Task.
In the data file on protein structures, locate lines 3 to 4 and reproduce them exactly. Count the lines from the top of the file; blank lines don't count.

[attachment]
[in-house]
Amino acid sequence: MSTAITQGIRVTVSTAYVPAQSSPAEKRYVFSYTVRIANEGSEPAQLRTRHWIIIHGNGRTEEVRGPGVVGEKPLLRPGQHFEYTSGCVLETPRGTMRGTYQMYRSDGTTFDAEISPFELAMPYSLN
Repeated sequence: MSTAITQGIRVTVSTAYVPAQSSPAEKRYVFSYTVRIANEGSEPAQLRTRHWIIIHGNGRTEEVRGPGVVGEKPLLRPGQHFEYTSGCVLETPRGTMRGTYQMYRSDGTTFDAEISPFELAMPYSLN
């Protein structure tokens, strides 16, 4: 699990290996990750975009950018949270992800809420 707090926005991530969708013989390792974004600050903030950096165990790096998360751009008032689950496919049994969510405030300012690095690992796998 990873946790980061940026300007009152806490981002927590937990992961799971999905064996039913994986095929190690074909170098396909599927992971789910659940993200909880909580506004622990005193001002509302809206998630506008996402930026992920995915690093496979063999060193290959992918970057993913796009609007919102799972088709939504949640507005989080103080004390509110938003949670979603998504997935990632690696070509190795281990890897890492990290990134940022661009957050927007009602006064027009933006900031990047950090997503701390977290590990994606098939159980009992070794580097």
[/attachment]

Repeated sequence: MSTAITQGIRVTVSTAYVPAQSSPAEKRYVFSYTVRIANEGSEPAQLRTRHWIIIHGNGRTEEVRGPGVVGEKPLLRPGQHFEYTSGCVLETPRGTMRGTYQMYRSDGTTFDAEISPFELAMPYSLN
């Protein structure tokens, strides 16, 4: 699990290996990750975009950018949270992800809420 707090926005991530969708013989390792974004600050903030950096165990790096998360751009008032689950496919049994969510405030300012690095690992796998 990873946790980061940026300007009152806490981002927590937990992961799971999905064996039913994986095929190690074909170098396909599927992971789910659940993200909880909580506004622990005193001002509302809206998630506008996402930026992920995915690093496979063999060193290959992918970057993913796009609007919102799972088709939504949640507005989080103080004390509110938003949670979603998504997935990632690696070509190795281990890897890492990290990134940022661009957050927007009602006064027009933006900031990047950090997503701390977290590990994606098939159980009992070794580097």